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Character of a Country

Prior to this post, this site (up until recently) often had politically neutral entries penned by the Monday Morning Business Ethicist [MMBE] regarding moral/ethical challenges in business and society.

However, today’s entry will explore the topic of leadership and character with two proponents instead of only yours truly. While the topic initially appears to be a narrow one specifically addressed to evangelical Christians, I believe the principles can easily broadly be applied to anyone interested in business, corporate ethos, CEO leadership, and/or character at large.

Dr. David Miller [DDM] is a family physician who is also the Idaho director of the American Academy of Medical Ethics. We share a slight conservative bent politically, but he leaned toward the incumbent in the last election while I tilted toward the challenger.

Please follow our conversation and feel free to add your personal feedback [having first perused the comment guidelines above], plus including whether you enjoy our dialectic and would like to see more conversation, not only on business ethics, but covering the burgeoning field of biomedical ethics. Dr. Miller and I both agree it is essential in our society to see examples of healthy disagreement and heavy discourse amid deep respect/admiration among disputants.

I begin the exchange verbatim from our Facebook conversation on a mutual friend’s timeline … starting off with a misunderstanding of “who the actual combatants are in question,” and “a compare/contrast of personal character and individual properties.”


MMBE: It seems that both sides share the same principle of desiring to glorify God.

However, one side prioritizes Godly character, while the other side prioritizes a Godly platform. We shouldn’t condemn each other for we all are brothers and sisters aiming at the same principle of pleasing the Lord.

DDM: I have to respectfully disagree my friend. To suggest that Joe Biden is more godly than Donald Trump is a stretch. To suggest Kamala Harris is more godly than Mike Pence is an absurdity.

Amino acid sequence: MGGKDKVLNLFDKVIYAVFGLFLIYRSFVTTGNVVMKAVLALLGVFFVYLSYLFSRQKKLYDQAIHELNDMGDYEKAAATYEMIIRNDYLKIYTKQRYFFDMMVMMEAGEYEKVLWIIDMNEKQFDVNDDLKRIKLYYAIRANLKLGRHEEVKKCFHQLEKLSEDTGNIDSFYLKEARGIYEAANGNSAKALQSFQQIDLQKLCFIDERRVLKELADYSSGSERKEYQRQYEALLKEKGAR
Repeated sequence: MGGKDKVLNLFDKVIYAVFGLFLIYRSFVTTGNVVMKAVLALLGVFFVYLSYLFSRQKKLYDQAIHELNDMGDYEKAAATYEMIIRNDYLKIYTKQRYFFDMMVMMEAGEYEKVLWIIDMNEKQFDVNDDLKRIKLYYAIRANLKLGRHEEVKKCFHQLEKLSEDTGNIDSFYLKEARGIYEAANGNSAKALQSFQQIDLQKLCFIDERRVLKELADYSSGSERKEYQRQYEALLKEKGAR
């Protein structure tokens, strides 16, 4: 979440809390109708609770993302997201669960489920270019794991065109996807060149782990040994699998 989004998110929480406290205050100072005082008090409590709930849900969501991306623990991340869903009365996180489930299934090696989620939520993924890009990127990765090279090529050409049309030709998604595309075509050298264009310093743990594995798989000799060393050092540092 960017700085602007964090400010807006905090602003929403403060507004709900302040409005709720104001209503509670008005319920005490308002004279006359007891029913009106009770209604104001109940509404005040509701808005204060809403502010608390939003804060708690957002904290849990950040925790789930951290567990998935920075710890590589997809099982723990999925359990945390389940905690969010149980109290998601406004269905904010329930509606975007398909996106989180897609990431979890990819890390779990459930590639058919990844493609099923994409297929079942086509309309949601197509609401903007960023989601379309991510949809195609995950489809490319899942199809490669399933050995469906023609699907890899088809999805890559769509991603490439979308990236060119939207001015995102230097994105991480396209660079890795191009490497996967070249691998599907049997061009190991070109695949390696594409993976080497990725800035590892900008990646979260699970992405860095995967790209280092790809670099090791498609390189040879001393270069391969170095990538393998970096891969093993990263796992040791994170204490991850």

Moreover, as a pro-life physician, I have been grateful that under President Trump I cannot be required to participate in or refer for abortion services. Under Biden/Harris there is a very real possibility that this will change. If Harris replaces Biden (remember Nancy Pelosi admitting she wasn’t referring to Trump when she talked about the 25th Ammendment?) then it’s almost assured.

MMBE: Apologies for my lack of clarity: I believe you and I do actually agree on these pro-life issues, in the character of, [qua] abortion.

The two sides to which I am referring are neither the Democratic and Republican parties nor their respective candidates, BUT the intra-warring factions of conservative Christianity — my directly addressing the discussion between the three persons in the timeline aboveon character.

Plus, even if we were comparing/contrasting godliness between the two candidates, wouldn’t we need to set forth and then prioritize specific criteria?

It would be like asking which candidate is physically healthier.

Would better health be based on a specific combination of factors such as lower blood pressure / lower cholesterol / low resting heartbeat / or higher cardiovascular frequency?

I contend for a more expansive, holistic, pro-life perspective (as argued by Mike Austin, a fellow Biola University Alumnus and current professor at Eastern Kentucky University), but I can understand why, as a family physician surrounded by patients actually going through these particular situations, you would be especially concerned about each candidate’s position regarding abortion services.

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